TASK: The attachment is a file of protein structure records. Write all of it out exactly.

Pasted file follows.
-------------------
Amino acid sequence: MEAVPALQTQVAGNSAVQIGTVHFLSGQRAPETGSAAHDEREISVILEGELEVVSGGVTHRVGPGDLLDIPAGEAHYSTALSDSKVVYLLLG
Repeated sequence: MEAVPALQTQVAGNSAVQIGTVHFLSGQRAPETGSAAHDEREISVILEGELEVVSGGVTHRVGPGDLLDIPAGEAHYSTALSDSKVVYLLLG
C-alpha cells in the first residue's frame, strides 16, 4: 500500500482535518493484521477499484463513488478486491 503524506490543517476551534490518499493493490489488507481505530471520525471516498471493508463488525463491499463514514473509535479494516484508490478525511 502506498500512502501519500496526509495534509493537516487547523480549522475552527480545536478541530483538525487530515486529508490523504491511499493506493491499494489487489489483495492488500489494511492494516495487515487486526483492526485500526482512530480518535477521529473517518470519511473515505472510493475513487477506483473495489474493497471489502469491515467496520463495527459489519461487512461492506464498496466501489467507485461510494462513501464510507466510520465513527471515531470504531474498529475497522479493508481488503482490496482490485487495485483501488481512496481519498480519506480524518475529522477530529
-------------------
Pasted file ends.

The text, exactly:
Amino acid sequence: MEAVPALQTQVAGNSAVQIGTVHFLSGQRAPETGSAAHDEREISVILEGELEVVSGGVTHRVGPGDLLDIPAGEAHYSTALSDSKVVYLLLG
Repeated sequence: MEAVPALQTQVAGNSAVQIGTVHFLSGQRAPETGSAAHDEREISVILEGELEVVSGGVTHRVGPGDLLDIPAGEAHYSTALSDSKVVYLLLG
C-alpha cells in the first residue's frame, strides 16, 4: 500500500482535518493484521477499484463513488478486491 503524506490543517476551534490518499493493490489488507481505530471520525471516498471493508463488525463491499463514514473509535479494516484508490478525511 502506498500512502501519500496526509495534509493537516487547523480549522475552527480545536478541530483538525487530515486529508490523504491511499493506493491499494489487489489483495492488500489494511492494516495487515487486526483492526485500526482512530480518535477521529473517518470519511473515505472510493475513487477506483473495489474493497471489502469491515467496520463495527459489519461487512461492506464498496466501489467507485461510494462513501464510507466510520465513527471515531470504531474498529475497522479493508481488503482490496482490485487495485483501488481512496481519498480519506480524518475529522477530529